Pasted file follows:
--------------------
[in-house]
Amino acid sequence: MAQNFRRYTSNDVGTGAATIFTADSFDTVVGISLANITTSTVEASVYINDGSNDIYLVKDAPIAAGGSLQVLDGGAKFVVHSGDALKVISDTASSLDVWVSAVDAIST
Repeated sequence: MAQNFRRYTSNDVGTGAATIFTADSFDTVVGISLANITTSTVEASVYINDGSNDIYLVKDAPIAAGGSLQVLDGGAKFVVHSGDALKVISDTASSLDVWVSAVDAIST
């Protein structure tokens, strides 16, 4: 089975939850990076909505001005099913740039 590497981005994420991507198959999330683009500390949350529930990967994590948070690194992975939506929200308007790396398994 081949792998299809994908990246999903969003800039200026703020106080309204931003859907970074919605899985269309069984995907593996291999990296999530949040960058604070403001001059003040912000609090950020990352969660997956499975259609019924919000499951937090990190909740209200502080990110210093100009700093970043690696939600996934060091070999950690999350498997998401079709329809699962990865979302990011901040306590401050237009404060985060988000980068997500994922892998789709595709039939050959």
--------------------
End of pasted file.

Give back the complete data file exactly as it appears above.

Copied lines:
[in-house]
Amino acid sequence: MAQNFRRYTSNDVGTGAATIFTADSFDTVVGISLANITTSTVEASVYINDGSNDIYLVKDAPIAAGGSLQVLDGGAKFVVHSGDALKVISDTASSLDVWVSAVDAIST
Repeated sequence: MAQNFRRYTSNDVGTGAATIFTADSFDTVVGISLANITTSTVEASVYINDGSNDIYLVKDAPIAAGGSLQVLDGGAKFVVHSGDALKVISDTASSLDVWVSAVDAIST
């Protein structure tokens, strides 16, 4: 089975939850990076909505001005099913740039 590497981005994420991507198959999330683009500390949350529930990967994590948070690194992975939506929200308007790396398994 081949792998299809994908990246999903969003800039200026703020106080309204931003859907970074919605899985269309069984995907593996291999990296999530949040960058604070403001001059003040912000609090950020990352969660997956499975259609019924919000499951937090990190909740209200502080990110210093100009700093970043690696939600996934060091070999950690999350498997998401079709329809699962990865979302990011901040306590401050237009404060985060988000980068997500994922892998789709595709039939050959």